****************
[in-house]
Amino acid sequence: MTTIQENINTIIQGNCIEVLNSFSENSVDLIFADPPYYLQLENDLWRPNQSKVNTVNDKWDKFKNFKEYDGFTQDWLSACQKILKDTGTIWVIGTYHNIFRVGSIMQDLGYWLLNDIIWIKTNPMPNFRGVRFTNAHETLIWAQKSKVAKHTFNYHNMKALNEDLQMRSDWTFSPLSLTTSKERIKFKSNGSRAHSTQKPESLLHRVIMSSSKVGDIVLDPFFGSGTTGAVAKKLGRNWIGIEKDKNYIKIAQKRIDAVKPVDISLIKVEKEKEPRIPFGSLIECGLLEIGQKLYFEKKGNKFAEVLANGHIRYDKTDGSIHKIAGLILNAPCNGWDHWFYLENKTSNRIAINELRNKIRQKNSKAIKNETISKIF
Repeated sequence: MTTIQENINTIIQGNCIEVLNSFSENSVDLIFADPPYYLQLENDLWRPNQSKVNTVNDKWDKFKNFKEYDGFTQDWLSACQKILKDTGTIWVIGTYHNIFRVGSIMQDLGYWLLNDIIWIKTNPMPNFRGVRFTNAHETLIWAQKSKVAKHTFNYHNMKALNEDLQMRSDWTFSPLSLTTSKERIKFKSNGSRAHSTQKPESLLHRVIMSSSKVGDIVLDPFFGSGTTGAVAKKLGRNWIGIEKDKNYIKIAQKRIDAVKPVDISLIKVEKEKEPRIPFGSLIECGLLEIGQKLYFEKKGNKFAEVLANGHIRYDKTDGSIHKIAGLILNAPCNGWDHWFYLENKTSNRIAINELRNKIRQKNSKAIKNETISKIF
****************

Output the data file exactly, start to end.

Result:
[in-house]
Amino acid sequence: MTTIQENINTIIQGNCIEVLNSFSENSVDLIFADPPYYLQLENDLWRPNQSKVNTVNDKWDKFKNFKEYDGFTQDWLSACQKILKDTGTIWVIGTYHNIFRVGSIMQDLGYWLLNDIIWIKTNPMPNFRGVRFTNAHETLIWAQKSKVAKHTFNYHNMKALNEDLQMRSDWTFSPLSLTTSKERIKFKSNGSRAHSTQKPESLLHRVIMSSSKVGDIVLDPFFGSGTTGAVAKKLGRNWIGIEKDKNYIKIAQKRIDAVKPVDISLIKVEKEKEPRIPFGSLIECGLLEIGQKLYFEKKGNKFAEVLANGHIRYDKTDGSIHKIAGLILNAPCNGWDHWFYLENKTSNRIAINELRNKIRQKNSKAIKNETISKIF
Repeated sequence: MTTIQENINTIIQGNCIEVLNSFSENSVDLIFADPPYYLQLENDLWRPNQSKVNTVNDKWDKFKNFKEYDGFTQDWLSACQKILKDTGTIWVIGTYHNIFRVGSIMQDLGYWLLNDIIWIKTNPMPNFRGVRFTNAHETLIWAQKSKVAKHTFNYHNMKALNEDLQMRSDWTFSPLSLTTSKERIKFKSNGSRAHSTQKPESLLHRVIMSSSKVGDIVLDPFFGSGTTGAVAKKLGRNWIGIEKDKNYIKIAQKRIDAVKPVDISLIKVEKEKEPRIPFGSLIECGLLEIGQKLYFEKKGNKFAEVLANGHIRYDKTDGSIHKIAGLILNAPCNGWDHWFYLENKTSNRIAINELRNKIRQKNSKAIKNETISKIF